In order to extract maximum impact from today’s literary essay, you need to pretend that you’re sitting in a crowded room, staring at a PowerPoint presentation on the giant screen in front of you.
- You’re staring at a PowerPoint presentation on the giant screen in front of you.
Did I just repeat myself, word for word?
- I do believe that I just repeated myself, word for word,
lending impact to our simulated PowerPoint presentation
- Our simulated PowerPoint presentation
Which mimics the real thing – an interactive slide show that may or may not include poorly drawn spot art but is packed to the gills with bulleted sentences on the big screen repeating, word for word, what you’re reading in the handout you were given as you walked in the door.
- You are given a handout as you walk in the door.
I know. It makes me want to scream, too.
I just returned from one of those not officially mandatory but obviously obligatory parental information education meetings, and sure enough, as we walked in the door, I was handed a parental information packet (the progeny prospective college student was given a coupon for pizza – is this fair?) and ushered to a seat in front of a large white screen.
The screen announced “WELCOME! Parents and Students.”
The front cover of the information packet said, “A Warm Welcome to Prospective Students and Their Parents.”
The packet was 20 pages long.
The PowerPoint presentation, which repeated, in bulleted form, everything in those 20 pages, was three times that many minutes.
Years ago, there were slide shows, in which speakers flashed a picture on the wall and talked about it. The good speakers said a salient sentence or two and moved on; the poor ones talked . . . and talked . . . and talked about five smiling strangers staring at the camera before clicking to the next slide, a photo of the entry sign to a scenic monument, besides which stood five different smiling strangers.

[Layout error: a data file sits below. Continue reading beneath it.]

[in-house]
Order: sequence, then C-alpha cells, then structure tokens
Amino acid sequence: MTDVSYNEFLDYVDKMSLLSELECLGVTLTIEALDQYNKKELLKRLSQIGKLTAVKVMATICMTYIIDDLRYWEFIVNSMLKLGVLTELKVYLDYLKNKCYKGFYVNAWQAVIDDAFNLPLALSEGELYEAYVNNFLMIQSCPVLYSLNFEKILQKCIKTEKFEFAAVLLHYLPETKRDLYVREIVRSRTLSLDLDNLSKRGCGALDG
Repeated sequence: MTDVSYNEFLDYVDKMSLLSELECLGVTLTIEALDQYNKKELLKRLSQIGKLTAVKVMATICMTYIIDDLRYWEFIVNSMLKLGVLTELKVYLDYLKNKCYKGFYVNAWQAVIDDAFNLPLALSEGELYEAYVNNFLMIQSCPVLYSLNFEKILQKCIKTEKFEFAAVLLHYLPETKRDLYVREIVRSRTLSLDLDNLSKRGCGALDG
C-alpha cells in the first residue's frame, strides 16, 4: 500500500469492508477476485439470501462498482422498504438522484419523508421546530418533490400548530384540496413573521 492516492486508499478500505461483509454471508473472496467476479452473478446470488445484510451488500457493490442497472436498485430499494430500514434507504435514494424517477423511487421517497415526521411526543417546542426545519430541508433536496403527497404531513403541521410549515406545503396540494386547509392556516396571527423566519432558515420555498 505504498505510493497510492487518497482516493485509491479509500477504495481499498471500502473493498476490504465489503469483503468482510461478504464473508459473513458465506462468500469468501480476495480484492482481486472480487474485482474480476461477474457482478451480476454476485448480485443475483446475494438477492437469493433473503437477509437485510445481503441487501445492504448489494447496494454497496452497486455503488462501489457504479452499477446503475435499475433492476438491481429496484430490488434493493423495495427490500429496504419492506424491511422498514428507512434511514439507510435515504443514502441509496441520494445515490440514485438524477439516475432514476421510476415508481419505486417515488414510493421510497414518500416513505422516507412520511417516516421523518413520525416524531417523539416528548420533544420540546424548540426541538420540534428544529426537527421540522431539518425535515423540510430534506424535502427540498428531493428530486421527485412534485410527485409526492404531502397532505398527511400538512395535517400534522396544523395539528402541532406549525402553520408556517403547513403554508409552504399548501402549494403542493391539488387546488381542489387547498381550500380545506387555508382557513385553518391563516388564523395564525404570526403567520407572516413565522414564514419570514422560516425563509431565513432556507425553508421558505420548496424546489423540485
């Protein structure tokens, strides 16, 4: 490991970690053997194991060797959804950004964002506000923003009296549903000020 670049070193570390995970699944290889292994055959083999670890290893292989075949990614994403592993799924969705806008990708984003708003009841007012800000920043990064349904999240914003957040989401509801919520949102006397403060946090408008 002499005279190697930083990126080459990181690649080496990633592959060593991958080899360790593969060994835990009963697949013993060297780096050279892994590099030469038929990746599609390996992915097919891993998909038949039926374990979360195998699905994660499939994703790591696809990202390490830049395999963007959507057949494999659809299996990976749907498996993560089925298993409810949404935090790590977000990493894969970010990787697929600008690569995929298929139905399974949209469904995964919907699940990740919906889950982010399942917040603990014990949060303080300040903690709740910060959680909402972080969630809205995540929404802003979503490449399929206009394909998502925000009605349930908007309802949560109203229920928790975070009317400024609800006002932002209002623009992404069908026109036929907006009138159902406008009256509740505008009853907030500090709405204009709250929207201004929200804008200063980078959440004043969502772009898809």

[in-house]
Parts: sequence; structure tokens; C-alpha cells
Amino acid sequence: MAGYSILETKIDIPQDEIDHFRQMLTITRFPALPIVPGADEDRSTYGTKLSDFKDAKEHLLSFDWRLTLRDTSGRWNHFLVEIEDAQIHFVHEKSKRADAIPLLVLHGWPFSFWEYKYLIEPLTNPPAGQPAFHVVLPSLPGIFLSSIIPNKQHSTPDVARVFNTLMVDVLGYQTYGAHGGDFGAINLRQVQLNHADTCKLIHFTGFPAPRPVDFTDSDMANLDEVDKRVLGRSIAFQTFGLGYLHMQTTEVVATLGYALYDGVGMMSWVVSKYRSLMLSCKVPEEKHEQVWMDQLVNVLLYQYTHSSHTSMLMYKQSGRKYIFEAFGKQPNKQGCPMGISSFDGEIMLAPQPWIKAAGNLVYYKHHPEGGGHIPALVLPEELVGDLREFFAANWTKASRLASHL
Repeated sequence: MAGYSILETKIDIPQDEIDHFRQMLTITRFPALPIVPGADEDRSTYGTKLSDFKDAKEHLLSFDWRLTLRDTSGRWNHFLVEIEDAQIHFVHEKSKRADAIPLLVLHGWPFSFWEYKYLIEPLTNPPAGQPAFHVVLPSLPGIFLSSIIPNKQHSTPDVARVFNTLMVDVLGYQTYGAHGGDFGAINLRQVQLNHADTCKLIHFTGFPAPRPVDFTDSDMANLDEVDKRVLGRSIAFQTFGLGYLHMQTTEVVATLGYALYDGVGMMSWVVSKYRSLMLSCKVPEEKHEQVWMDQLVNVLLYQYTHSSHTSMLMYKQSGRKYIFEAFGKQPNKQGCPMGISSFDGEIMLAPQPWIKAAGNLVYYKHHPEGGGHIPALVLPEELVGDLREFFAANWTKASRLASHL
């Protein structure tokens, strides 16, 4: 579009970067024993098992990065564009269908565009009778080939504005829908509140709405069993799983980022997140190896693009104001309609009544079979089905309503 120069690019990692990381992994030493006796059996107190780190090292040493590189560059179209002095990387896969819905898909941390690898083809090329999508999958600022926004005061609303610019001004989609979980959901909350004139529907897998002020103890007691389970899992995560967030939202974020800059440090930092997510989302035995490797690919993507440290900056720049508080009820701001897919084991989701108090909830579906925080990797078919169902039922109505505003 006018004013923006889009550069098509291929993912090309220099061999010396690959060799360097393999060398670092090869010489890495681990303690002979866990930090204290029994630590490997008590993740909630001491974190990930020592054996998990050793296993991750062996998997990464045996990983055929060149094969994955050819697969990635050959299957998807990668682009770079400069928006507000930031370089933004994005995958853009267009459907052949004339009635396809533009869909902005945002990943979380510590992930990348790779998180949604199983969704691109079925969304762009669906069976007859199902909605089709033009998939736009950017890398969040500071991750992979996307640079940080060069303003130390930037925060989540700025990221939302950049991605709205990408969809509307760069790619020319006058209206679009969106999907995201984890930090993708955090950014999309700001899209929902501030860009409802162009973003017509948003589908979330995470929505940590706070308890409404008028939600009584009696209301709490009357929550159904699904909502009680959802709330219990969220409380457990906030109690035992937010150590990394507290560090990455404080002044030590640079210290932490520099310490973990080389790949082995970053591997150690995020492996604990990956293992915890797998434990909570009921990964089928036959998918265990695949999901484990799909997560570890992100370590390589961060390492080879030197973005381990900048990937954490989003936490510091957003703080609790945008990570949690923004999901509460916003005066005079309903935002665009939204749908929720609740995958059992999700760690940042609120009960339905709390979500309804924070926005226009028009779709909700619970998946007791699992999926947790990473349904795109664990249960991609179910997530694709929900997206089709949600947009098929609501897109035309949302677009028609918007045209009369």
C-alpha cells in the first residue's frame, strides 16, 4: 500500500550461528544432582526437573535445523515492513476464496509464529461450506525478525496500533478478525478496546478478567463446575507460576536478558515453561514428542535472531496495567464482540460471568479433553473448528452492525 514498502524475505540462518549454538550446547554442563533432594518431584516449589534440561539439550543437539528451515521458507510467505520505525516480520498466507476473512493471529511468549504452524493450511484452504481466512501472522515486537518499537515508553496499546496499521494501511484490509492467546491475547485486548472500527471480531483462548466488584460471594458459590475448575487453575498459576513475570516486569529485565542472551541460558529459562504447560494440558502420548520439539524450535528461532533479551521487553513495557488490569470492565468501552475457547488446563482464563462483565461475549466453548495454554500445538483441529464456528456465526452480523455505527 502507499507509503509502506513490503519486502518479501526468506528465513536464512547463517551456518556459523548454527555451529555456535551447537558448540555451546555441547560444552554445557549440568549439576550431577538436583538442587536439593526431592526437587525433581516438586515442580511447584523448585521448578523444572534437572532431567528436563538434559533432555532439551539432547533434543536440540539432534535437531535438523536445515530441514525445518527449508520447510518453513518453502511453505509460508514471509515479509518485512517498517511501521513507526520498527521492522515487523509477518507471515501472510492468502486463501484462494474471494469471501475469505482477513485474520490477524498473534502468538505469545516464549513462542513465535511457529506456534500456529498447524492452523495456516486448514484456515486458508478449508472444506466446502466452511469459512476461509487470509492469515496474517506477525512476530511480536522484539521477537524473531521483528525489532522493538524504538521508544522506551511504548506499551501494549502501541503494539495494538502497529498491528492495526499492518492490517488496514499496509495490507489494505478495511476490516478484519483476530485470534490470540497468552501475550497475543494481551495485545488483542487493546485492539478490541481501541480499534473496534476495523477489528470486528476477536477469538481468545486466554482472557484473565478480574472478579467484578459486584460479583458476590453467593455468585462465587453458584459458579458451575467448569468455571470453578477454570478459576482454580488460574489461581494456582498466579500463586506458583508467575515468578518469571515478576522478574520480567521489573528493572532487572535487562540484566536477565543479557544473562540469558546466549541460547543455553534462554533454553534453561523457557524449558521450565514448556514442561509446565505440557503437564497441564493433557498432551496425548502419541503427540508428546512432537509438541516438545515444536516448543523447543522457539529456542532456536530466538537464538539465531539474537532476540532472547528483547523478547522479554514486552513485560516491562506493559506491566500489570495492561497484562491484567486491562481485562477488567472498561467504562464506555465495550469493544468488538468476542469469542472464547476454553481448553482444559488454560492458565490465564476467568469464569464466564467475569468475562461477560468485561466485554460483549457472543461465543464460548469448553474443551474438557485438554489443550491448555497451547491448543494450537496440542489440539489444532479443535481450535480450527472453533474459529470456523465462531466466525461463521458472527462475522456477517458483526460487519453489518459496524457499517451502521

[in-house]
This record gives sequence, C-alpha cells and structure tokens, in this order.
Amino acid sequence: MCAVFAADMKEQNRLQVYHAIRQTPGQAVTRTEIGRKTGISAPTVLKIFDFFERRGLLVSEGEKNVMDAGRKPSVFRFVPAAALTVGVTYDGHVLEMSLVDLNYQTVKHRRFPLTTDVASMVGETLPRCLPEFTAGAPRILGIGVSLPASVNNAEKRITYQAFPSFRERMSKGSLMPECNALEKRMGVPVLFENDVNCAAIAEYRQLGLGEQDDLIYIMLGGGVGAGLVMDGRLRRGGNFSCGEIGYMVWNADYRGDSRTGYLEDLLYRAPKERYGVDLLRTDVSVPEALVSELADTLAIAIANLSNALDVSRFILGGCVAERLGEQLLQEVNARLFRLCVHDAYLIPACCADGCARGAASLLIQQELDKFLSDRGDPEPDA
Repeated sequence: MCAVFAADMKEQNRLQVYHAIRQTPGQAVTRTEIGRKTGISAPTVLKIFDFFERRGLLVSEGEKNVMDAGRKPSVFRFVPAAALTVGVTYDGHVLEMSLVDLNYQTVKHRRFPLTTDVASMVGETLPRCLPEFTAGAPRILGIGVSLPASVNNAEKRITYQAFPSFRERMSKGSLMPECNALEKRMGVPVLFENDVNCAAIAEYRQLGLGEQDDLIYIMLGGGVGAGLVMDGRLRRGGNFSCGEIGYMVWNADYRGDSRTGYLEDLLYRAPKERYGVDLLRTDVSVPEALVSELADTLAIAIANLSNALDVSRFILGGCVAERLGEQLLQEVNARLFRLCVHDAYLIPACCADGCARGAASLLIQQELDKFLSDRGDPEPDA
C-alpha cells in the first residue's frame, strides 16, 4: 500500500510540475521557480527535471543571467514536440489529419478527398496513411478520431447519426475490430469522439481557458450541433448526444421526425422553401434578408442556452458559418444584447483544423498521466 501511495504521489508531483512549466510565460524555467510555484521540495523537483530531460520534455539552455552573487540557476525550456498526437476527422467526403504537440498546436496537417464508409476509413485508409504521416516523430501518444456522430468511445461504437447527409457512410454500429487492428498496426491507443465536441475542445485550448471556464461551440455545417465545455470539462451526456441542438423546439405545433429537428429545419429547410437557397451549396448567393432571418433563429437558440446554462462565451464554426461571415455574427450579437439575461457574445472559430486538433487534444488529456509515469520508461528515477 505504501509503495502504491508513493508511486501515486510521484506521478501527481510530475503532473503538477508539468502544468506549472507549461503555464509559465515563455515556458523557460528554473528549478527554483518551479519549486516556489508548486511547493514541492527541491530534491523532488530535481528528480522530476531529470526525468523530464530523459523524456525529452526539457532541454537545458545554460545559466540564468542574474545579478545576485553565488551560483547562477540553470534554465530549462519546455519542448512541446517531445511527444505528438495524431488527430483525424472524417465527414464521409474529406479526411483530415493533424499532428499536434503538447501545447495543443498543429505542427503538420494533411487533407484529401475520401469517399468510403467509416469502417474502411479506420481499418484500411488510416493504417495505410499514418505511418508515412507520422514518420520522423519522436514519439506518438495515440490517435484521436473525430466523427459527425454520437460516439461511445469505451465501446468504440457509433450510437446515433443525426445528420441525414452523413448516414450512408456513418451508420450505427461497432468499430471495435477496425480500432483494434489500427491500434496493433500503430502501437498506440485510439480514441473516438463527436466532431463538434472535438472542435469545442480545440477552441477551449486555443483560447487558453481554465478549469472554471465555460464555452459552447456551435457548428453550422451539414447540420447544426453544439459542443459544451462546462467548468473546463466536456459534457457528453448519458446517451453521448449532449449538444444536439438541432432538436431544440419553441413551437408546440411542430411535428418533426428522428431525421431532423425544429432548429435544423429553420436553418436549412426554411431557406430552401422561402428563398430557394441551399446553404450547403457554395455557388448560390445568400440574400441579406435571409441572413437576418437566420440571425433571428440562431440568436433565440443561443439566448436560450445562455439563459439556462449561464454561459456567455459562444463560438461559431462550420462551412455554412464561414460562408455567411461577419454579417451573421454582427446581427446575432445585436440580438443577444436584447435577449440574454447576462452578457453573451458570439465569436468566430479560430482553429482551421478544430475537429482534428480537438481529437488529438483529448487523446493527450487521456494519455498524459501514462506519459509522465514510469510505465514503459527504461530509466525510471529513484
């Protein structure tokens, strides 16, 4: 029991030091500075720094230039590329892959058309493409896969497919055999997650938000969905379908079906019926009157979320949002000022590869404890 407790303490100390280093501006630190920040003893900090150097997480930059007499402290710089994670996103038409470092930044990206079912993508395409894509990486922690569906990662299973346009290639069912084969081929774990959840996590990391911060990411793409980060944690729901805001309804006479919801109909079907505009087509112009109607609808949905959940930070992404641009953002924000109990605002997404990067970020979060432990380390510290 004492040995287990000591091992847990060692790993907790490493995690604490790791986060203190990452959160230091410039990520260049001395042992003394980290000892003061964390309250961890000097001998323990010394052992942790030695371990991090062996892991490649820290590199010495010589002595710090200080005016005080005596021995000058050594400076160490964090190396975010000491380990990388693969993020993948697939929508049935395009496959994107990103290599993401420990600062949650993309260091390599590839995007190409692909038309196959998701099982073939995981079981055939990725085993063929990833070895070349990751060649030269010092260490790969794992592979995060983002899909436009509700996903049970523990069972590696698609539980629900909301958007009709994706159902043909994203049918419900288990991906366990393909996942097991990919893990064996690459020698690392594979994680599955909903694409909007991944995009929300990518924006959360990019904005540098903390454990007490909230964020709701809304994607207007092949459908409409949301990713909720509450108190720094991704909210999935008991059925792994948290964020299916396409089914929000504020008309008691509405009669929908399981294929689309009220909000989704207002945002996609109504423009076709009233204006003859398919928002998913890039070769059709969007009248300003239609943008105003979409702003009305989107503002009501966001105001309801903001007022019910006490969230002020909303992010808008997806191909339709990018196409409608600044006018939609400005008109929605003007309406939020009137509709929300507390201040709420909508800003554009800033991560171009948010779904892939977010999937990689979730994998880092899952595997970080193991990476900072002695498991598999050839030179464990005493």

But at least there were the pictures to look at.
Now, with PowerPoint, anyone and everyone slaps on a background image – like an entry sign to a scenic monument, say – and superimposes the same sentence that they speak, which mirrors the sentence in everyone’s handout, bulletin, prospectus, or report.
It’s shudderingly dreadful when the title of the presentation is something like
- Eight Crucial Strategies for Increasing Sales
- Mistakes College Freshmen Make – 13 Simple Ones and 6 Complicated Ones
- The 15 Attributes of Jesus
Given that the average sixth grader is routinely assigned the project of creating a PowerPoint presentation, is it possible that we assign, also, the requirement that the presentation be vaguely interesting? Better yet, we could add a caveat that the speaker NOT read from the screen like a politician giving a heartfelt speech off of the teleprompter.
Ideally, we could hand people the packet of information that we want them to read, written, I fervently hope, in a reasonably organized and engaging manner, and just let them, well, read it.
What an unusual, novel idea.
- This idea is novel and unusual